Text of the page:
According to ReportLinker, the industry is expected to grow to $28.9 billion by 2024, up from $8.7 billion in 2019. In the commercial real estate space, 13.8% of office buildings—or 42.2% of total square feet—across the 30 largest U.S. office markets were green-certified in 2019.

The most obvious value proposition for sustainable real estate solutions is that it is good for the environment, good for society and good for business. But for office building investors, owners and operators, the potential impact on Net Operating Income (NOI) is part what keeps the sustainable real estate conversation going.

#1 – Operational Expense Reduction
The perceived reduction in operational expenses is perhaps the most talked about NOI driver. By increasing utility savings, utilizing creative design to minimize waste emission, and capitalizing on technology efficiencies, a building should be able to trim operational expenses, which can mean higher NOI potential. There is no magic number or formula to calculate what these savings look like, but the possibility could translate into millions over time and which may continue to attract new players to the sustainable real estate arena.

#2 – Higher Occupancy
According to Gallup, Millennials account for the largest segment in the workplace and will make up 75% of the workforce by 2030. The sheer size of this cohort may make the Millennials a tremendous influence over how and where businesses operate. Coincidentally, Millennials are 75% more likely to adopt eco-friendly habits to limit their impact on the environment. This may have huge implications on sustainable real estate going forward, creating strong occupancy for green office buildings especially are poised to see stronger occupancies from tenants seeking energy-efficient space that resonate with Millennials.

#3 – Increased Rent Income
There is a general perception that sustainable real estate has a better reputation and stronger performance compared to their non-certified counterparts. While this is not necessarily true because so many factors impact performance, properties with higher sustainability standards have the potential to command premium rents.

Additionally, it is worth noting a recent Nielsen study that revealed consumers are willing to pay more for products that are environmentally-friendly or products that have social responsibility claims. Even though this study focused on consumers and not businesses, it does show that there is a shift—as a society—toward a greener lifestyle, even if it comes at a financial cost.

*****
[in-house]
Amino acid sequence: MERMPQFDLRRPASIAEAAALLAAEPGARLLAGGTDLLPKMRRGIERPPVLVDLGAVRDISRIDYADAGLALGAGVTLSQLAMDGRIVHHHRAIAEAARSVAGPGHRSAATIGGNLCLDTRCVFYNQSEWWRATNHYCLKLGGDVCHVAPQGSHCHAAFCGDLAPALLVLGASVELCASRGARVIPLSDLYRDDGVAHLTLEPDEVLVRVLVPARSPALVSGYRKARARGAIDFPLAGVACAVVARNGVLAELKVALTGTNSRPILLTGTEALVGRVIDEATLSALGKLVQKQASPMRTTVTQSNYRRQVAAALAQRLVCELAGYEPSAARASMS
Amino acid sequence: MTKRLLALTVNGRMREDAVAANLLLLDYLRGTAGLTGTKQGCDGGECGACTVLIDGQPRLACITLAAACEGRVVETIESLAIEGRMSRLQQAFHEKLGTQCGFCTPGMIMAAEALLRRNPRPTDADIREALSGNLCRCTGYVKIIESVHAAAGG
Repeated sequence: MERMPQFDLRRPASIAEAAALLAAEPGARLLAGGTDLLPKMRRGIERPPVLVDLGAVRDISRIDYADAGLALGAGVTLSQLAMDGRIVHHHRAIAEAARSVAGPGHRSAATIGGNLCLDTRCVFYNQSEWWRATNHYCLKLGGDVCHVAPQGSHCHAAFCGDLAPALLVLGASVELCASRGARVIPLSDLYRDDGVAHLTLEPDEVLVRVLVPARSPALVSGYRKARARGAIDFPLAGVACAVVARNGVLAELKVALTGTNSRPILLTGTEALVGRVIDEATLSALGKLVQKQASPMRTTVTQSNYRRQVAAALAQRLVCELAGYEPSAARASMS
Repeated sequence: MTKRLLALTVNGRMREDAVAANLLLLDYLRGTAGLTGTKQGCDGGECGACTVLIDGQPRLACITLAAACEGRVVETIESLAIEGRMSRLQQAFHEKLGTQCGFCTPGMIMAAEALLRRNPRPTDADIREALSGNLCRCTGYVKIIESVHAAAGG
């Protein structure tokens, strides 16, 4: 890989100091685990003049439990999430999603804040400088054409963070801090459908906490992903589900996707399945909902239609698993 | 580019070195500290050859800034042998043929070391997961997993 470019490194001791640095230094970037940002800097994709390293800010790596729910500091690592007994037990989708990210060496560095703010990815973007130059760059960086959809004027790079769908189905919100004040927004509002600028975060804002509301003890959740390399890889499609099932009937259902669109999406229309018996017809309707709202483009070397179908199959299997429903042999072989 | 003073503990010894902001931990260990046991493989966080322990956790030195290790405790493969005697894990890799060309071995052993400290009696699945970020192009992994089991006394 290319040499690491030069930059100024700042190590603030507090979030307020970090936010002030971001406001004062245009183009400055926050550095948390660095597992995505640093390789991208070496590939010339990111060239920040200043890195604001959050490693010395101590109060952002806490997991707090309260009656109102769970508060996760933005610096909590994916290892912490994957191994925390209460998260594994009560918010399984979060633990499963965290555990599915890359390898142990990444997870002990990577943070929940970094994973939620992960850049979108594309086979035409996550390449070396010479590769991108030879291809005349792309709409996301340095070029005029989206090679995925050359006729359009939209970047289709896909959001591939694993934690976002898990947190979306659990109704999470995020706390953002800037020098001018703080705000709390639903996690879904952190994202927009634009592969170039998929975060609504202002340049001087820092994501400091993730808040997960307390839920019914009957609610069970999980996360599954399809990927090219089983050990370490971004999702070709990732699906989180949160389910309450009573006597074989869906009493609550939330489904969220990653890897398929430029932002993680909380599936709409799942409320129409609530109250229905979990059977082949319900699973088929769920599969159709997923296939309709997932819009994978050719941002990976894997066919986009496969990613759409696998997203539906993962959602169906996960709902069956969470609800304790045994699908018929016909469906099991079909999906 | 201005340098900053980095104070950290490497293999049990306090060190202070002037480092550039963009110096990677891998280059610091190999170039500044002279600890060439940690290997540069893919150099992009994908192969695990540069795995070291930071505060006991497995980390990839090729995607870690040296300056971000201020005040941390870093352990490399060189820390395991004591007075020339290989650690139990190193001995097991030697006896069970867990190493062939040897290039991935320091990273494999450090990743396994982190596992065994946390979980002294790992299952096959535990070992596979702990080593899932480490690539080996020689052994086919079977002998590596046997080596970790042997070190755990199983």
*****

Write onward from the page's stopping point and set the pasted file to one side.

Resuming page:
#4– Ancillary Amenity
A property’s amenity package is often a strong consideration for new lease agreements. When it comes to sustainable real estate, certifications like Leadership in Energy and Environmental Design (LEED) and ENERGY STAR can be considered an “ancillary amenity” and may be marketed as such to attract and retain tenants. It is not a primary amenity like a fitness center or dry-cleaning service that caters to the physical needs of tenants. Instead, it is an emotional amenity needs of tenants that can appeal to the environmental responsibility beliefs of tenants.

Given the value propositions listed above, the benefits of sustainable real estate can be realized at almost any property. However, it is important to note that the actual value is relative to the building’s profile, the market and local economics. In primary markets where higher-valued Class A properties can command higher rents, the green savings may not have a huge impact on NOI. On the other hand, in lower rent markets where property values are statistically lower, the energy savings may seem higher in relation to its NOI. This is certainly not the rule. It is all a matter of perception and the success of sustainable real estate is very property specific.

As we look ahead, office building owners are increasingly recognizing the importance of energy real estate solutions to enhance overall value. For now, some see it as a value add, but within a few years, it may become the normal standard by which owners, tenants and investors evaluate a property.

Explore the KBS portfolio
Currently, approximately 53% of KBS’ portfolio is LEED or ENERGY STAR certified. One of its most notable green properties is 222 Main located in downtown Salt Lake City, Utah. Boasting 433,356 rentable square feet, 222 Main is a LEED Gold and ENERGY STAR certified smart building equipped with a robust sustainable real estate solution package that delivers impressive results. The core and shell of the building utilizes 30% power from renewable resources, and using low flow fixtures and water efficient landscaping, interior and exterior water usage has been reduced by 40% and 50%, respectively. Additionally, energy usage of all equipment is monitored in real time. Tenants can have access to the monitoring system with insight into actual energy savings. Architecturally, the building features high transparency, low reflectivity exterior glazing, and is seismically engineered to modern structural safety and efficiency standards.

Visit us online at to learn more about sustainable real estate standards and the differences between ENERGY STAR and LEED Certifications.